Who brought you to WBZ?
Cohasset / Hippisley
Sun Jan 8 08:48:07 EST 2012
When I first started listening to the radio regularly as a teenager in the mid-50s, in Auburn in central NY, my favorite announcer was someone named Roger who did the morning show on Canandaigua's lone AM station. He played a nice mix of pop music, and combined it with just enough patter and an "adult" delivery that teens and parents alike could enjoy his show.
Not long after, I thought the "Big 6" that came together at WFBL 1390 in Syracuse were outstanding. Their format was tight and their speaking voices superb. All could have been network-quality newscasters. Some of them, especially Ron Curtis, went on to far greater fame in Syracuse television, and it was my privilege (and pleasure!) to be his record-spinner one summer shortly after he moved over to MOR WHEN 620 to do the 3-6 p.m. drivetime show.
In Auburn it was virtually impossible to get the Syracuse stations after sunset. It was then that the top end of the AM band came alive, with WMEX on 1510, WKBW on 1520, I forget what was on 1530 (Cincinnati?), and WPTR 1540 — all bringing Top 40, Rock & Roll, and Country Rock to my little RCA clock radio. How many times did I wait anxiously for The Hound's signature intro on "KB", hoping to hear the latest release by Elvis? The magic of George Lorenz's unique style, his "disrespect" for the usual rules of PD play lists (who else dared play a new release two or three times in an hour?), and the distinctive modulation added by ionospheric selective fade made those nights magical.
Somewhere in the late 50s and early 60s there was a Syracuse DJ by the name of Russ Syracuse; I first heard him on 1260 WNDR, and I thought he was one of the best. Unfortunately, he had some very publicized personal problems and the last I knew he had moved on to Buffalo. Of course, I occasionally listened to Dick Biondi and Tom Shannon and Joey Reynolds (sometimes following one or the other to WLS or other stations), but I thought Russ Syracuse was better than any of them — perhaps because he wasn't so "off the wall".
At college I often listened to Lenny Silver — not because I cared for his music, but for his between-platters subject matter and his delivery. There was someone on WBOS, I believe, who similarly kept me spellbound one night a week, but I don't remember his name. Of course, for Top Pop and Rock it was mostly WCOP but -- when the wind was blowing from the right direction — WMEX and Arnie might grace my trusty old clock radio in my East Campus dorm room.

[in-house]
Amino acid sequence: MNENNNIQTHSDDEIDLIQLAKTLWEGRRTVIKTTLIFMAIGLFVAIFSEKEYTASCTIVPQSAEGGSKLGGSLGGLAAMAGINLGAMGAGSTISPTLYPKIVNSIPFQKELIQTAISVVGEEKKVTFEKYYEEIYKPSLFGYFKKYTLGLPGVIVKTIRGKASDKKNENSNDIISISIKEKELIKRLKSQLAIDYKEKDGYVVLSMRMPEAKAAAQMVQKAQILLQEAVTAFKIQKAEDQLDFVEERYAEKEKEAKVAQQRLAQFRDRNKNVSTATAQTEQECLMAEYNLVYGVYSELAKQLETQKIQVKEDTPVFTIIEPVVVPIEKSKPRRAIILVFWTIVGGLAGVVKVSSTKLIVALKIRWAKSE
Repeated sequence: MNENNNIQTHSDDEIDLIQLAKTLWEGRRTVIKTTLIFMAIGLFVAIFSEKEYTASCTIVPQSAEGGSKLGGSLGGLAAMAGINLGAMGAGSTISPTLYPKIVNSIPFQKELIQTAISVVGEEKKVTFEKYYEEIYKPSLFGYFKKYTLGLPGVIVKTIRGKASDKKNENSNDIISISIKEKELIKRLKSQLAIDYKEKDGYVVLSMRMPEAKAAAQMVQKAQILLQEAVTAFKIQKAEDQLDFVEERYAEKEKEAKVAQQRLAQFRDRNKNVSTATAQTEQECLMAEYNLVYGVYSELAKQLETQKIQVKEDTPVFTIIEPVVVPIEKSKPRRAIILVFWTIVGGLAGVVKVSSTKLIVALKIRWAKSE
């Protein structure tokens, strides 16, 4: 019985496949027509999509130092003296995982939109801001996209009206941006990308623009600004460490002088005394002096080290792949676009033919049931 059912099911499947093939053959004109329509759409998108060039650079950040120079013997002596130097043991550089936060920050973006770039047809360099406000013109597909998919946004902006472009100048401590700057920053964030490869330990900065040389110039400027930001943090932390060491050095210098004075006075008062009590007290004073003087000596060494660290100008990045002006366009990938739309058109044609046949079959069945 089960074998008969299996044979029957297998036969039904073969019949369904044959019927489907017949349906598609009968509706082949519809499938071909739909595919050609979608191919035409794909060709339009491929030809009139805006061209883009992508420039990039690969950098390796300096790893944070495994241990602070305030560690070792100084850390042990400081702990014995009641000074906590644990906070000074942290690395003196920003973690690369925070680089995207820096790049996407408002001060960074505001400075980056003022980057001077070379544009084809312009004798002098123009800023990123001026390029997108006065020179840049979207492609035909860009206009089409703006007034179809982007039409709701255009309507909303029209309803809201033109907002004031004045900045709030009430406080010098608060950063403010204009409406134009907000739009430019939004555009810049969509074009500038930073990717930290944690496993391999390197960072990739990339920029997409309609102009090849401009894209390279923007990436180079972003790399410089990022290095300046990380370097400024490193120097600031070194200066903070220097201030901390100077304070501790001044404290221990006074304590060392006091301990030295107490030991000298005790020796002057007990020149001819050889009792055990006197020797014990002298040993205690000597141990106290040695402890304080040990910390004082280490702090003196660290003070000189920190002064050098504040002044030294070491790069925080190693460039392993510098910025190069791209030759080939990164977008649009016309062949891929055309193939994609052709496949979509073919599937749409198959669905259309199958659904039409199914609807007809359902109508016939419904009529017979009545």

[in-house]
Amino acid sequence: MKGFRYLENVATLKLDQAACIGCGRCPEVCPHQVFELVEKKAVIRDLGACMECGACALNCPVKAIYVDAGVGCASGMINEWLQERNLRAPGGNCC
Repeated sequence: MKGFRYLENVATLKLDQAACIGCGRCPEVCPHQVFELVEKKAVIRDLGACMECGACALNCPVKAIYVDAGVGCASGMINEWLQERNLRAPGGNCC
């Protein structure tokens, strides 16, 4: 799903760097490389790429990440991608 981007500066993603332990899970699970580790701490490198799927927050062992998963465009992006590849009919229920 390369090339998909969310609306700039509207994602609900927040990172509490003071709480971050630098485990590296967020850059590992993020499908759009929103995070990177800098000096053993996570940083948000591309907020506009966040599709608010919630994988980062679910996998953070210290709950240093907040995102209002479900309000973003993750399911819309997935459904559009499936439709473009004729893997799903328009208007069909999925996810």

When WBZ went Top 40 in the 60s I was delighted — I could actually receive them reliably — not only throughout the greater Boston suburbs where I lived and worked, but even on the car radio back in Syracuse when my family and I went "home" for the holidays.
In the 80s, when I lived outside Buffalo for a few years, my favorite radio program was an oldies show originating on a Rochester FM station; it was called "The Glory that was Grease", and I believe it ran on Sunday evenings. Later, in the Utica-Rome area in the 90s, I always made a special effort to catch a Friday night oldies request show by Jim Leno on whatever local FM station he happened to be tight with. And one of the best announcing voices I've ever had the pleasure of listening to (every Sunday for years) belonged to Bob Kingsley. To my mind, no one ever did a better job of integrating his/her skills as a DJ with the music as he did, especially in the early years of "American Country Countdown".
But of all the DJs I've ever listened to, in my opinion the absolute best was Jefferson Kaye. I loved the timber of his voice, his diction and his delivery, and he had (for me, at least) the unique ability to make me feel like I was an "insider" and part of his family. Along with WBZ AM's commanding signal, Jeff was a major part of what "brought me to WBZ". While I would have preferred working on the radio side of the house, I was happy to be part of the TV side (engineering), just to be part of the "brand". Unfortunately, I never met Jeff in person; he was leaving just as I was arriving. But for me he was the epitome of all that was good about popular music — not just at WBZ but for the industry as a whole in that era.
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